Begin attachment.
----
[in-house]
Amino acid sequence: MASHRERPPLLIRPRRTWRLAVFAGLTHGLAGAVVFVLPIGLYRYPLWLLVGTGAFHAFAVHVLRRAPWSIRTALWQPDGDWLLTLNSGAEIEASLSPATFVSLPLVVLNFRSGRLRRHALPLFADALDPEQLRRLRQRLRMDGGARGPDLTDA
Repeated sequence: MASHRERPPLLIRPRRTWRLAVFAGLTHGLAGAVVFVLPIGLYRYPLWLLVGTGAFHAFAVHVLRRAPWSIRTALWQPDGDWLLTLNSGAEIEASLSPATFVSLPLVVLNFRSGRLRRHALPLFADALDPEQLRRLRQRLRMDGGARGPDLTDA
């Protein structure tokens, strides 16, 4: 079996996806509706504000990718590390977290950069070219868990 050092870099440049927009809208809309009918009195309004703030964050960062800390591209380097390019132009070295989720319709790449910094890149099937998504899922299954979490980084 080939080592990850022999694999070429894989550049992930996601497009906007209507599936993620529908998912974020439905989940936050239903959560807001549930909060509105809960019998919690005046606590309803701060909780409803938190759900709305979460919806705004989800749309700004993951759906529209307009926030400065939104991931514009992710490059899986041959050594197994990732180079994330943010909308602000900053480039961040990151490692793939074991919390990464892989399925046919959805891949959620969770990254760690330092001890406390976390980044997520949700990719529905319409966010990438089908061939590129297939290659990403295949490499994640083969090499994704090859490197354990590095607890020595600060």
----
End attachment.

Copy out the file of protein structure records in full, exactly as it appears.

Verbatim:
[in-house]
Amino acid sequence: MASHRERPPLLIRPRRTWRLAVFAGLTHGLAGAVVFVLPIGLYRYPLWLLVGTGAFHAFAVHVLRRAPWSIRTALWQPDGDWLLTLNSGAEIEASLSPATFVSLPLVVLNFRSGRLRRHALPLFADALDPEQLRRLRQRLRMDGGARGPDLTDA
Repeated sequence: MASHRERPPLLIRPRRTWRLAVFAGLTHGLAGAVVFVLPIGLYRYPLWLLVGTGAFHAFAVHVLRRAPWSIRTALWQPDGDWLLTLNSGAEIEASLSPATFVSLPLVVLNFRSGRLRRHALPLFADALDPEQLRRLRQRLRMDGGARGPDLTDA
């Protein structure tokens, strides 16, 4: 079996996806509706504000990718590390977290950069070219868990 050092870099440049927009809208809309009918009195309004703030964050960062800390591209380097390019132009070295989720319709790449910094890149099937998504899922299954979490980084 080939080592990850022999694999070429894989550049992930996601497009906007209507599936993620529908998912974020439905989940936050239903959560807001549930909060509105809960019998919690005046606590309803701060909780409803938190759900709305979460919806705004989800749309700004993951759906529209307009926030400065939104991931514009992710490059899986041959050594197994990732180079994330943010909308602000900053480039961040990151490692793939074991919390990464892989399925046919959805891949959620969770990254760690330092001890406390976390980044997520949700990719529905319409966010990438089908061939590129297939290659990403295949490499994640083969090499994704090859490197354990590095607890020595600060």